Background on finite volume method

When discretising the flux with a central difference stencil of the the advection-diffusion equation restriction $\frac{ah}{d} < 2$ must be observed for the finite volume method to remain numerical stability. Where $a$ is the velocity, $h$ is the cell width (considering 1D only) and $d$ is the diffusion coefficient. The term $\frac{ah}{d}$ is known as the Peclet number. For more information there is a nice description here, http://www.ctcms.nist.gov/fipy/documentation/numerical/scheme.html

When solving the advection-diffusion equation in 1D, exponential fitting is used because it preserves the above property and allows the numerical scheme to automatically adapt from using second order accurate central differences where diffusion transport dominates and first order upwind differences where advection dominates.

Questions about finite element method

  • Does the finite element method also have a numerical stability criteria with respect to the Peclet number?
  • If so what are the standard techniques to maintain stability?
  • Do exponentially fitted scheme exist for the finite element method?
  • $\begingroup$ Unfortunately, due to the gov't shutdown, we can't access the NIST site =\. $\endgroup$
    – Jesse Chan
    Oct 1, 2013 at 17:45
  • $\begingroup$ Yes, it's a little passive aggressive isn't :) $\endgroup$
    – boyfarrell
    Oct 2, 2013 at 4:09

2 Answers 2


The finite element method has similar problems to FD with regards to stability in solving the advection-diffusion equation, i.e. the same restrictions on Peclet number apply. One remedy, also similar to that used in FD, is to use a formulation that includes "upwinding".

A nice set of lecture notes that discusses how upwinding is added to FE formulations is here:




It depends on what you refer to as numerical stability criteria - with the CFL condition, there's a clear requirement on eigenvalues to ensure that the timestepping method does not diverge. With the Peclet number, it's a bit less clear - you know that you don't want large oscillations, but it's hard to quantify it any more than that, especially in 2 and 3 dimensions and with high order methods for FD and FEM. You can get exact nodal stability with the right Peclet number or stabilization scheme in 1D, but it's usually hard to extend these ideas.

I'm approaching this from a FEM perspective, so keep in mind there may be other methods to deal with this instability for FD/FV. Typical approaches include

  1. Artificial diffusion - you add a fake diffusion term to make your Peclet number $\approx 1$. These are fishy though - they change the problem that you solve, and can give you an answer that's way off (this typically gets worse for nonzero forcing). Advanced versions of this only add diffusion in areas with high gradients (see shock capturing artificial diffusion).
  2. Stabilization terms - this is akin to Bill's upwinding, and is a bit like artificial diffusion. However, unlike artificial diffusion, it also modifies the way the forcing term is taken into account, so it avoids some of the above issues. For FEM, this can be interpreted as changing your weighting functions. The difficulty for convection-diffusion problems is that you don't want to be too diffusive; your solution may look good but it might be completely wrong.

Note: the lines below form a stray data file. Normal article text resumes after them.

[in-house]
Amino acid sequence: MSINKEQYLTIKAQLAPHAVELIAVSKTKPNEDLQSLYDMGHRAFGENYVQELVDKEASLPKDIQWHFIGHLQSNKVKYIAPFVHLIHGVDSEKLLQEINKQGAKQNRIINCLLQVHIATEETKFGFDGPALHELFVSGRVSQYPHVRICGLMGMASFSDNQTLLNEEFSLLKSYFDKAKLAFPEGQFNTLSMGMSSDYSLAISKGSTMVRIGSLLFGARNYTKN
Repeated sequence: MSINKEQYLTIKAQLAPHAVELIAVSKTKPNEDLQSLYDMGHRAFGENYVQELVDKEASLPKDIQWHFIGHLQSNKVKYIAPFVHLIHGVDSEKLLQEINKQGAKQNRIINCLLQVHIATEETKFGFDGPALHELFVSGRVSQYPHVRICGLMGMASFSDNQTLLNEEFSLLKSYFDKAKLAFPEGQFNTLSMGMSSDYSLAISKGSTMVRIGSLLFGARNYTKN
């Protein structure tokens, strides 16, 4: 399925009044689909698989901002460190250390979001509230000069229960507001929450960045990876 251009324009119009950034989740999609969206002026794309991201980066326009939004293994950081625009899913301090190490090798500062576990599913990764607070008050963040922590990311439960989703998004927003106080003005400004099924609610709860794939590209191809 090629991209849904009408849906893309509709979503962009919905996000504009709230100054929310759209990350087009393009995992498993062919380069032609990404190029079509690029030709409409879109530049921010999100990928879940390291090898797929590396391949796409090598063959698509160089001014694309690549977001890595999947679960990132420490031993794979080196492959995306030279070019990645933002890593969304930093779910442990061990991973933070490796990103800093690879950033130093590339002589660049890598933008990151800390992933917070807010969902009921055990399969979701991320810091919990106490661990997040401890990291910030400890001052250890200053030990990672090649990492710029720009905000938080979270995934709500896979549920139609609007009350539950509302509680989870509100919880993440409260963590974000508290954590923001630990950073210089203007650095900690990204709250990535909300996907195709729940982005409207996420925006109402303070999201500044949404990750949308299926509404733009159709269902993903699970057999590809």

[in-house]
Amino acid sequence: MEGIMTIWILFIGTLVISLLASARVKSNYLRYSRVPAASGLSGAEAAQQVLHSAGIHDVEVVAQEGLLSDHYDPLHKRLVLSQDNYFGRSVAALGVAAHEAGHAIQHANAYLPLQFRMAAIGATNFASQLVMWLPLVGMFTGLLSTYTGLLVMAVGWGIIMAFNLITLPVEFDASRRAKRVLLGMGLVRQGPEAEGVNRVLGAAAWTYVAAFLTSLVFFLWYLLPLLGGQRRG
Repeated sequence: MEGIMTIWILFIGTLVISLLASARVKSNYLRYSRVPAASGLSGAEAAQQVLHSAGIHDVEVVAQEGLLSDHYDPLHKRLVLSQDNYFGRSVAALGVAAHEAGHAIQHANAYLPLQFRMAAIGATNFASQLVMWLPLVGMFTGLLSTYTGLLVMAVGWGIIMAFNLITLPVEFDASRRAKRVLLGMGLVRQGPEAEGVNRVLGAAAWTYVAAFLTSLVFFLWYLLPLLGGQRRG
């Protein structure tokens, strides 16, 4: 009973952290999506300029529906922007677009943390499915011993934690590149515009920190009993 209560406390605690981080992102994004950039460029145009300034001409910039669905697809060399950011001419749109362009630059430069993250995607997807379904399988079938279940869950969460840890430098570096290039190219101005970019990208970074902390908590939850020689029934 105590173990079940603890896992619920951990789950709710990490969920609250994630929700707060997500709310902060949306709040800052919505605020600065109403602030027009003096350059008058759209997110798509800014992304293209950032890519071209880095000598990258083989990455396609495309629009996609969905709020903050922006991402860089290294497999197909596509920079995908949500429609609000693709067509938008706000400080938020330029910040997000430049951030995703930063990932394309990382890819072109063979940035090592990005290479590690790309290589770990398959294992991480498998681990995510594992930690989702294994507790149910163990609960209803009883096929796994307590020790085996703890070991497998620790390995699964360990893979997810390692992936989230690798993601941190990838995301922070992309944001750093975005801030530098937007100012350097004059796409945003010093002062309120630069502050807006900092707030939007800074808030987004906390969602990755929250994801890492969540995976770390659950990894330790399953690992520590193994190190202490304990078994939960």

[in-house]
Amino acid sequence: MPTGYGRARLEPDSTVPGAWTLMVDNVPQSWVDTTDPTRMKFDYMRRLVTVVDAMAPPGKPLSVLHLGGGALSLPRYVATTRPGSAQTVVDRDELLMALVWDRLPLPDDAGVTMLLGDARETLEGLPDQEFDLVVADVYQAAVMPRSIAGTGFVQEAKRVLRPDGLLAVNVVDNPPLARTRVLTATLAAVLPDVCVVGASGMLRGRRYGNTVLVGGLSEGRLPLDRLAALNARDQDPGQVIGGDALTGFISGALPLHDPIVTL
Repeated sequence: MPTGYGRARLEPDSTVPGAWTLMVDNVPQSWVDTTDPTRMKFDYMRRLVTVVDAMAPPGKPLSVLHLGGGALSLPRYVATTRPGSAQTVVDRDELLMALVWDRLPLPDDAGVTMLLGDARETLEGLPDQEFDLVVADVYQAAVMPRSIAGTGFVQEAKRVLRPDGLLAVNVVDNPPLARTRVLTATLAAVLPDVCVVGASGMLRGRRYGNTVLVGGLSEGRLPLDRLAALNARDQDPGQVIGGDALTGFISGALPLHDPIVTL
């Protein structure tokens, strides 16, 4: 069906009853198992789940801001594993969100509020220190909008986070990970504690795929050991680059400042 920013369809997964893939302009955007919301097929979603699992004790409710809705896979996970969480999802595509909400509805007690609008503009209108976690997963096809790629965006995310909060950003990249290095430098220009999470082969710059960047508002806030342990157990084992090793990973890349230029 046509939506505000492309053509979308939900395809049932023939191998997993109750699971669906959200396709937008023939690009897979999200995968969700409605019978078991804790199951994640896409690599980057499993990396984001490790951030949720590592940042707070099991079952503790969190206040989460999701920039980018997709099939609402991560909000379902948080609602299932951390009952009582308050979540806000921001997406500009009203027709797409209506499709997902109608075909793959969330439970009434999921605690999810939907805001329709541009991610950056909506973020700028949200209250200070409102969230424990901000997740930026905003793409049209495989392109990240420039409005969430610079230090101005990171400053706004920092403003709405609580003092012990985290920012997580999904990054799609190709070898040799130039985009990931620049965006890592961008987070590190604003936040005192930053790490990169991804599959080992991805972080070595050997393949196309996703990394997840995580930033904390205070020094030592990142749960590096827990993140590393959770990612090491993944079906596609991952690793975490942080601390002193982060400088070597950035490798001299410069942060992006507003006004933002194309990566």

3. Flux limiting/TVD/MUSCL schemes - these I know less about, but they seem very popular with the FD and FV crowd. As far as I can tell, you dynamically change your stencil or numerical fluxes to achieve certain properties (local max principles, variation diminishing solutions, etc).

There are a couple good places to start with this - this tutorial paper on a priori and a posteriori estimation for FEM details how Peclet number of $O(1)$ is required for good a prior estimates in FEM, and the ideas should carry over to FD too.

Another good paper with a fun title is Don't suppress the wiggles! They're telling you something by Gresho. It warns of the danger of too much upwinding and just going for "good looking solutions".

As for papers on the 3 methods, I don't know of especially landmark ones off the top of my head, and can only recommend Googling around.

(Btw, if this seems a bit confusing or arbitrary, IMO, the field sort of is arbitrary and confusing - numerical methods for convection-diffusion problems, as simple as they seem, still seem to hold a lot of open problems.)

  • $\begingroup$ So points 2. is the FEM version of exponential fitting in FVM. I would like to ask more details about how to implement this in FEM but maybe it's worth doing in a separate question. $\endgroup$
    – boyfarrell
    Oct 2, 2013 at 1:29
  • $\begingroup$ If you look up the tutorial for SUPG (Streamline Upwind Petrov-Galerkin) in 1D, it might help. Otherwise def feel free to shoot another question out, I can try to explain more there. $\endgroup$
    – Jesse Chan
    Oct 2, 2013 at 3:37

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